What Are We Doing to Make Sure African-American Children Know the Truth About Themselves?

I was honored to receive an invitation from the Rev. Al Sharpton to serve on a panel for the National Action Network Convention in April. On the panel Steve Perry, principal of the Capital Preparatory Magnet School in Hartford, Conn., admonished public schools by saying that 50 percent of black males do not graduate. Later, Sharpton said on MSNBC that only 52 percent of black males graduate on time.


The often stated notion that more than half of black males drop out, or do not graduate, is not true. Cohort graduation-rate calculations miss students who graduate late, graduate early, obtain a GED or transfer to schools outside their district. None of this information should be construed to minimize the importance of collective action to promote black male achievement. Putting this information in perspective, we should acknowledge that completion rates for black males continue to lag behind white males. 

I have described how widespread recitals and simplistic representations of very complex calculations of the dropout rate and graduation rate are creating more problems than solutions for black males. People who do not understand how any given statistic is derived simply should not use the statistic. And people who know the truth but continue to distort and sensationalize the problem through statistics because they want people to pay attention to them are a part of the problem.


Earlier this year, Adam Eugene, a sophomore at Destrehan High School in New Orleans, told me, “Dr. Toldson, we have been hearing negative things about ourselves all of our lives. This is the first time that we are hearing that the news about us isn’t all bad. A lot of times, when children hear negative things, they start to believe they can’t learn and give up. So my question is, what are you doing to make sure children much younger than us hear the truth about themselves?”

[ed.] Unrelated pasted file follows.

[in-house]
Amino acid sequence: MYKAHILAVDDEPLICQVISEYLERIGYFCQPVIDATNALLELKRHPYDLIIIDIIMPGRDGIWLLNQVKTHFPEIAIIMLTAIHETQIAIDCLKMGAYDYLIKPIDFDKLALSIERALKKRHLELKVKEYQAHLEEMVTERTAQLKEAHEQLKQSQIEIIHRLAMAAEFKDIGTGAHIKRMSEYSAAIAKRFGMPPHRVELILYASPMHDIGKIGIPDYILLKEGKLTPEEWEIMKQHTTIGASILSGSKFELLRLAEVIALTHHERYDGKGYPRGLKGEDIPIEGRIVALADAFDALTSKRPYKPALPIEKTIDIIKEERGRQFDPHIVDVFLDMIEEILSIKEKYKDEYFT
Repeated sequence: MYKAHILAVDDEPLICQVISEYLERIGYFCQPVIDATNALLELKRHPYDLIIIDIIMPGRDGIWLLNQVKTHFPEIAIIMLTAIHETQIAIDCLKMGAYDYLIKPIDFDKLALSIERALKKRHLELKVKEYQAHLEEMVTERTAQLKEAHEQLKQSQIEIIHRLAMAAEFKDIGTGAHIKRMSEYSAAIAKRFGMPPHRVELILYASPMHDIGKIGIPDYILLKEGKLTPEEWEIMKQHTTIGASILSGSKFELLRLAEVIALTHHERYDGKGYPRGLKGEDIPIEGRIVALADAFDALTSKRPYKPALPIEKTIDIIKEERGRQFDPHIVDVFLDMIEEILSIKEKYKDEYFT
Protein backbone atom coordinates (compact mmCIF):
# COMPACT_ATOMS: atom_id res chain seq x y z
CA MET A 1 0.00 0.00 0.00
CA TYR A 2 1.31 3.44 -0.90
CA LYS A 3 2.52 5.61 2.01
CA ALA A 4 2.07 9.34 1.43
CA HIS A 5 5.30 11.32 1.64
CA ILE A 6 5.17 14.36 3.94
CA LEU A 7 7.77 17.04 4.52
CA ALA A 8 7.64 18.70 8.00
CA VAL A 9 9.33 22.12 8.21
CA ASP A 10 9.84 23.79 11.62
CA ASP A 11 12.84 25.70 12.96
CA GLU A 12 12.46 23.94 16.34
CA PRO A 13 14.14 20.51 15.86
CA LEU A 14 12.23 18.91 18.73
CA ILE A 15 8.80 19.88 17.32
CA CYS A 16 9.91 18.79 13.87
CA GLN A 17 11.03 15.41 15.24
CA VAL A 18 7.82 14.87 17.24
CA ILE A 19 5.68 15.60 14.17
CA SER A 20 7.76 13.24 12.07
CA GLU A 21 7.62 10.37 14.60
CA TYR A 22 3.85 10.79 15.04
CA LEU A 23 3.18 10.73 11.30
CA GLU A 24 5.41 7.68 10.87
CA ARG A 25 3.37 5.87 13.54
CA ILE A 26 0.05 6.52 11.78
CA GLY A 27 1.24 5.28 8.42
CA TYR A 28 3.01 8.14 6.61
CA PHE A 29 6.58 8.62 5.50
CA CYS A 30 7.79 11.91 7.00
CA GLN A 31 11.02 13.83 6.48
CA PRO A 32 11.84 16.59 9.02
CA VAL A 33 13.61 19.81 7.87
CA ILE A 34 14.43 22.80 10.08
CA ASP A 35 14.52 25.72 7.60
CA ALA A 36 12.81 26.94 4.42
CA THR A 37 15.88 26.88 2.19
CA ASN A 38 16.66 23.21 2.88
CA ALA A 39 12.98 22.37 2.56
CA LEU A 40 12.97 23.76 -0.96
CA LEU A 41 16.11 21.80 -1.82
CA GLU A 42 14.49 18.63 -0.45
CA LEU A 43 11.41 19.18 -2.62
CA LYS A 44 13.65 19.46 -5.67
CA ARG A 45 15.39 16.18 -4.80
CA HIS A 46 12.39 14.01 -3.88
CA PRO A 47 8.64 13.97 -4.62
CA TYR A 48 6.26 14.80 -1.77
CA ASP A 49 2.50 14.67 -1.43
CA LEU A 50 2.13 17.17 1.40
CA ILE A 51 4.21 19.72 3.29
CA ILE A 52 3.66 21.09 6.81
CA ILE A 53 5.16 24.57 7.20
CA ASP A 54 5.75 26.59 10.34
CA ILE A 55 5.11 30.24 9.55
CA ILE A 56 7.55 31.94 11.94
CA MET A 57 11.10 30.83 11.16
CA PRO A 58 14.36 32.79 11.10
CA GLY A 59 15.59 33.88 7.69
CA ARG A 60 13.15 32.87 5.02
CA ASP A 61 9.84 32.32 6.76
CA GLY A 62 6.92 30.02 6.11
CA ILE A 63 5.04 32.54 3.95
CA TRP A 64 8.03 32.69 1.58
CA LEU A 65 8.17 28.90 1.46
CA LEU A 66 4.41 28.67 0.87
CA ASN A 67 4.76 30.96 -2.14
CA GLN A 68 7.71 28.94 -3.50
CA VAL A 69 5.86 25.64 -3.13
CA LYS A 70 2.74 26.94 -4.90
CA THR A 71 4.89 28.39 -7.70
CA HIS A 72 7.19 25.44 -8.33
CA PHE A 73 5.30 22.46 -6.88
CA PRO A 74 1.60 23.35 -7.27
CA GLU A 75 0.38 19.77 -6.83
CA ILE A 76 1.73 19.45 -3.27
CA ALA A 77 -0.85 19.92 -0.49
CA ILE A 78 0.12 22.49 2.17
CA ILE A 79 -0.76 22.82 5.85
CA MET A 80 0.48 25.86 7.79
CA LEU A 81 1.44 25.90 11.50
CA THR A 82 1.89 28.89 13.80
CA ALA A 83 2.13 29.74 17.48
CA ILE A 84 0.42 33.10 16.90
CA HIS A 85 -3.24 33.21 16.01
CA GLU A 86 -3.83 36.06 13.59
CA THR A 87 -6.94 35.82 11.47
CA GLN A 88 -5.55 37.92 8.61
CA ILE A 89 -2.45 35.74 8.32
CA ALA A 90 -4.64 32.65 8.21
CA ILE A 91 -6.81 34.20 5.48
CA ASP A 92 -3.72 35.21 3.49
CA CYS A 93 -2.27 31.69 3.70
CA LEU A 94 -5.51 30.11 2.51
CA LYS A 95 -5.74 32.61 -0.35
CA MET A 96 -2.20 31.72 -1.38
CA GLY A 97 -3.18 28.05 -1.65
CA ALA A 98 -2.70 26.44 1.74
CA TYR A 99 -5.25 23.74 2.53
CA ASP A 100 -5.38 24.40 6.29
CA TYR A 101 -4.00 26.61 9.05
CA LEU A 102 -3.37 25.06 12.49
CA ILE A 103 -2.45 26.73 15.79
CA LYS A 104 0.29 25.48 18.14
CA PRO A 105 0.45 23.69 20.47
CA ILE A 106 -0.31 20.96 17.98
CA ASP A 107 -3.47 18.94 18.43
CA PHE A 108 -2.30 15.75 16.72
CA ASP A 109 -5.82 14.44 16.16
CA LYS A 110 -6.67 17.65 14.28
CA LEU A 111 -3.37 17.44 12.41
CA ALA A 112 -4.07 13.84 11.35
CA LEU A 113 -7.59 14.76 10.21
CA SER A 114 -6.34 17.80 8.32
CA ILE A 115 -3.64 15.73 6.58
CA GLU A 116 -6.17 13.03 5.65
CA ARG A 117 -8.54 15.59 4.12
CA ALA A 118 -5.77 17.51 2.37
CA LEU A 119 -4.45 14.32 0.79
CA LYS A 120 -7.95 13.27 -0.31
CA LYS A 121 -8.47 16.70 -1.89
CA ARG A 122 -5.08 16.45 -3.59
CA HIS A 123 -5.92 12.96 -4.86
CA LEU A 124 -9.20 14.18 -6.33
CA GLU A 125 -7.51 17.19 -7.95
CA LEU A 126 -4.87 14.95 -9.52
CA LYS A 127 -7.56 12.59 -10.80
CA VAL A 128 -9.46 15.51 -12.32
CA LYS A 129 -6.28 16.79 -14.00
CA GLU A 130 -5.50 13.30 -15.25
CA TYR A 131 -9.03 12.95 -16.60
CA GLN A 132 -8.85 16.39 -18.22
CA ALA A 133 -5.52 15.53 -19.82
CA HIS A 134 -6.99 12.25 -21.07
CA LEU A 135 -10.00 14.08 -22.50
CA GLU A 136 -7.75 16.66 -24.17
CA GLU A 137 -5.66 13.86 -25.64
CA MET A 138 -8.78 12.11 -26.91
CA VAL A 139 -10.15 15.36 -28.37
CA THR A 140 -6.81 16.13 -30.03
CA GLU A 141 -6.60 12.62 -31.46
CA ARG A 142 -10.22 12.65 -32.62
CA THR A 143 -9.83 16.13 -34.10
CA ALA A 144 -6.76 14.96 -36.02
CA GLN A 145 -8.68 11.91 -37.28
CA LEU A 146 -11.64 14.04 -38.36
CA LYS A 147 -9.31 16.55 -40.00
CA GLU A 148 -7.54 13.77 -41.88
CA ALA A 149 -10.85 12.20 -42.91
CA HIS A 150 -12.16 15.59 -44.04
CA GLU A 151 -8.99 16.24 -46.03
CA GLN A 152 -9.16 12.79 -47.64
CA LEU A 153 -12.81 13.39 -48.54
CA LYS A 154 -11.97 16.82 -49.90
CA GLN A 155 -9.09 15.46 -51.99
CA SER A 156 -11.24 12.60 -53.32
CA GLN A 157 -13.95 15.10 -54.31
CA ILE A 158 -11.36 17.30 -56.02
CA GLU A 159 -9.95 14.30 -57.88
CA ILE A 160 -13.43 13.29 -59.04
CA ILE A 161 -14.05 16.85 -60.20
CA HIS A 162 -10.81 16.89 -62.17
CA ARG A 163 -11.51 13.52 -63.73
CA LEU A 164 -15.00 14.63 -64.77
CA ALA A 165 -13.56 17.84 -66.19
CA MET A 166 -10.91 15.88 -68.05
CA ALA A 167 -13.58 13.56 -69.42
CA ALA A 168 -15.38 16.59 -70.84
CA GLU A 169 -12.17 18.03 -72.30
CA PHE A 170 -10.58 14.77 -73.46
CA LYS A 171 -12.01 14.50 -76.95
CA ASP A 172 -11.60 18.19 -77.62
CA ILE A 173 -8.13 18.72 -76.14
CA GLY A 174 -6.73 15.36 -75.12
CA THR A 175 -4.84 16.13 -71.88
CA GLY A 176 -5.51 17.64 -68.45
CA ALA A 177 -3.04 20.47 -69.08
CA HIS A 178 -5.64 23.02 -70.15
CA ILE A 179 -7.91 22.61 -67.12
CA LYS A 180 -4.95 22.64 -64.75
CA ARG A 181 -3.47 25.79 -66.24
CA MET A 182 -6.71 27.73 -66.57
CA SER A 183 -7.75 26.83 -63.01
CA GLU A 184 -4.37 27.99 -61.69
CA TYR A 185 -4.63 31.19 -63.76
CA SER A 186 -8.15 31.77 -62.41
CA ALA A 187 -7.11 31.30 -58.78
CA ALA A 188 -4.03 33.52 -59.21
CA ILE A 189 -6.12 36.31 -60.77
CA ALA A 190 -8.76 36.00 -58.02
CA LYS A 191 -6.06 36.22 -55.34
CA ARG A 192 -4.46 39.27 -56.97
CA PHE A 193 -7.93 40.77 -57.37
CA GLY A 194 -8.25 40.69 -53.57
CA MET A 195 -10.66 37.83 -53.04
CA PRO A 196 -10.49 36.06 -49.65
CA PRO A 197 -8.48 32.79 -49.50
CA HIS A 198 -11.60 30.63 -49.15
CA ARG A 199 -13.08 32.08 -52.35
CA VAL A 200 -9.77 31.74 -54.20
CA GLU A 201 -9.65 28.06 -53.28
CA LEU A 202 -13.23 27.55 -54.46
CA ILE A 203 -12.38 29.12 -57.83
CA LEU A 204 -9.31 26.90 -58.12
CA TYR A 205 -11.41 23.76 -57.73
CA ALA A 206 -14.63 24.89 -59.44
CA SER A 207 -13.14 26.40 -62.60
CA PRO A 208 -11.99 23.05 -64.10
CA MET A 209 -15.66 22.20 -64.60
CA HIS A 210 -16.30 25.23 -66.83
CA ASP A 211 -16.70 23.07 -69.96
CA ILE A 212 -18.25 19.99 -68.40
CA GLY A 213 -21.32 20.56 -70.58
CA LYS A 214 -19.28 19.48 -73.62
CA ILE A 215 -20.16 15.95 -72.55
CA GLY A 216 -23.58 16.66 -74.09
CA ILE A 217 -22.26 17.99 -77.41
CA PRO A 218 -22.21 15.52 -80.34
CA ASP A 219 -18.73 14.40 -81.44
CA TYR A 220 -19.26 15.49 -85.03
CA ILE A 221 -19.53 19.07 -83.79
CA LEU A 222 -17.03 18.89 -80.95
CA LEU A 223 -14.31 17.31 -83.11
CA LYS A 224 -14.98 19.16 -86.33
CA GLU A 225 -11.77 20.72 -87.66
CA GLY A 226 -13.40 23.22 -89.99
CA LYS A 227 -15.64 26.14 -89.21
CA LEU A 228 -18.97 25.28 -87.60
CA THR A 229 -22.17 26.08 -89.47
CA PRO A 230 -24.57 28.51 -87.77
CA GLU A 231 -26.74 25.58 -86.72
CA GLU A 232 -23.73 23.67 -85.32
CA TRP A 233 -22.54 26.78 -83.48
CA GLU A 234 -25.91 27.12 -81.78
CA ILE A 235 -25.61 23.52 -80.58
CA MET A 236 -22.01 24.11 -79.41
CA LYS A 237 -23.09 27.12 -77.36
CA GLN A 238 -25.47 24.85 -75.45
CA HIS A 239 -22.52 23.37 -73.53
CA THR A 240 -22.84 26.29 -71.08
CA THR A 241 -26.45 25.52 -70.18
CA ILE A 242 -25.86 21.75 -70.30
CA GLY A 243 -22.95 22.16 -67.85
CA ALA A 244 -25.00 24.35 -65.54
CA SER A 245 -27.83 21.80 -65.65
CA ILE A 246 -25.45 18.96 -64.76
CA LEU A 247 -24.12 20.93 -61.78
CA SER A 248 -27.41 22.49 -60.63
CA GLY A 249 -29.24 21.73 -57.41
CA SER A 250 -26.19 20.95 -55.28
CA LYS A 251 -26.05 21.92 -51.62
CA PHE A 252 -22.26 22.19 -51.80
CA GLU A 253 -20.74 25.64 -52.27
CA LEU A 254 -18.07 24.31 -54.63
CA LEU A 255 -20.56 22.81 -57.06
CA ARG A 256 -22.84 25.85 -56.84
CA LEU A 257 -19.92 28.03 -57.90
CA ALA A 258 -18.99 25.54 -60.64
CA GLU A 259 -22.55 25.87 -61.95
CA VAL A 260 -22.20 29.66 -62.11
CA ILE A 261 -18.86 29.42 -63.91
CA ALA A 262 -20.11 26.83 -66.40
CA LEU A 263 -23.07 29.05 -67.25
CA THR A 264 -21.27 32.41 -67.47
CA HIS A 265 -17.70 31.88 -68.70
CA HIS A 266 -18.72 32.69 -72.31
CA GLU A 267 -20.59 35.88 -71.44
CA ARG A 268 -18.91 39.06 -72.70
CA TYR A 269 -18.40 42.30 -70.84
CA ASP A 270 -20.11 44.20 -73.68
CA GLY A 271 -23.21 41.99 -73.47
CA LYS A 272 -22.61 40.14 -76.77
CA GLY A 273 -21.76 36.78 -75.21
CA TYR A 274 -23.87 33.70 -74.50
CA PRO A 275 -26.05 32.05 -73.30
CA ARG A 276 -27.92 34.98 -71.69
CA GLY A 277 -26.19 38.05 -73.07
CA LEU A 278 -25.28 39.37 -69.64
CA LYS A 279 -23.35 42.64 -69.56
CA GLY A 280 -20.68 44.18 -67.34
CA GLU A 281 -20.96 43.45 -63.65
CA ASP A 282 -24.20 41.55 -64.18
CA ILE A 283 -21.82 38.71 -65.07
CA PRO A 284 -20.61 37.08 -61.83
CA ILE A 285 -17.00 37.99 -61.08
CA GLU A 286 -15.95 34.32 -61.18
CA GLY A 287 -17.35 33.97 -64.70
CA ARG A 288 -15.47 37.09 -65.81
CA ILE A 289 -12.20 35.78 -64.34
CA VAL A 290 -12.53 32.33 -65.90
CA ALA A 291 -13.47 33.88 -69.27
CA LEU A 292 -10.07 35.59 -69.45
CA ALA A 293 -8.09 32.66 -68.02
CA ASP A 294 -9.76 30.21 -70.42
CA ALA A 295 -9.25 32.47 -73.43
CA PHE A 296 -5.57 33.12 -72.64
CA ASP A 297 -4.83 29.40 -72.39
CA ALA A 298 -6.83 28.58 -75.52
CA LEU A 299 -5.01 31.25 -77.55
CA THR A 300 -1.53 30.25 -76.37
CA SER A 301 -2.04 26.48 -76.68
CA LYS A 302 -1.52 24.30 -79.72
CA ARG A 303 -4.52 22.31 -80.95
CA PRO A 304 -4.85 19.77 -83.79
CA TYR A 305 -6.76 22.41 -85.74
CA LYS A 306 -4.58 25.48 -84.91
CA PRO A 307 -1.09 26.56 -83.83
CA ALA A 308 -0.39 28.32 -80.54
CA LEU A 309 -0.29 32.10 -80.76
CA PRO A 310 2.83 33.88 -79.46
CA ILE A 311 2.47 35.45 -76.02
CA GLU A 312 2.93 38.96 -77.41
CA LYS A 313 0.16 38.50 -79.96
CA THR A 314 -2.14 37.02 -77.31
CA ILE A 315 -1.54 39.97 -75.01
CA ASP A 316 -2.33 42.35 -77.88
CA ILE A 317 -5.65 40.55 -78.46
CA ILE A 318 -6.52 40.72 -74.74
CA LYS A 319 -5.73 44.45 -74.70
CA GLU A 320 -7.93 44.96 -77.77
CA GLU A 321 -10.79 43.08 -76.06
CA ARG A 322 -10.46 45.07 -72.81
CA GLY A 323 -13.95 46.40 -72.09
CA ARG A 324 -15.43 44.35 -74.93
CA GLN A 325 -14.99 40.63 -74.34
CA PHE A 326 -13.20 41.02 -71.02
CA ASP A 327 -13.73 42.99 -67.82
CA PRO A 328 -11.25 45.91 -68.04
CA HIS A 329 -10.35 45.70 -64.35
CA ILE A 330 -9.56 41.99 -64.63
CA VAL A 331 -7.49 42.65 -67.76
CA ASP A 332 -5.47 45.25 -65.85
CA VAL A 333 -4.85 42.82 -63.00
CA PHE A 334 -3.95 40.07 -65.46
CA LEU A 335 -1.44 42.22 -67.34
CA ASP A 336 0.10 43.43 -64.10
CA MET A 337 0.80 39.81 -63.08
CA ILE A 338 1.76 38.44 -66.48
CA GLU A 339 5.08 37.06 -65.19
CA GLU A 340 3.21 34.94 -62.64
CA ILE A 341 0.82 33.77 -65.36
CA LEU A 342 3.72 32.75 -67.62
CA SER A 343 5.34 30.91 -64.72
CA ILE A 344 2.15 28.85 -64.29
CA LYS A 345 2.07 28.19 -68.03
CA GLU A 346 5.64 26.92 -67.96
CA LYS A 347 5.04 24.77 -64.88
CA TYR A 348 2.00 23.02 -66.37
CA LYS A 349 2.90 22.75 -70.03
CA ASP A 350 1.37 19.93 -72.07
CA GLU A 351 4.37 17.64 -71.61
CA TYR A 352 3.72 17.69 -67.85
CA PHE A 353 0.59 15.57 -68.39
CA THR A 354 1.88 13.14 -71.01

What are we doing?

Ivory A. Toldson, Ph.D., is an author, researcher and educational scholar best known for his publications on academic success among school-age black males and debunking myths about the black community. He is currently on temporary leave from his academic post at Howard University. Follow him on Twitter.


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Ivory A. Toldson, Ph.D., is the president and CEO of the QEM Network, a professor at Howard University and editor-in-chief of the Journal of Negro Education. Previously, Toldson was appointed by President Barack Obama to be the executive director of the White House Initiative on Historically Black Colleges and Universities. He also served as senior research analyst for the Congressional Black Caucus Foundation and contributing education editor for The Root, where he debunked some of the most pervasive myths about African Americans in his Show Me the Numbers column. Follow him on Twitter.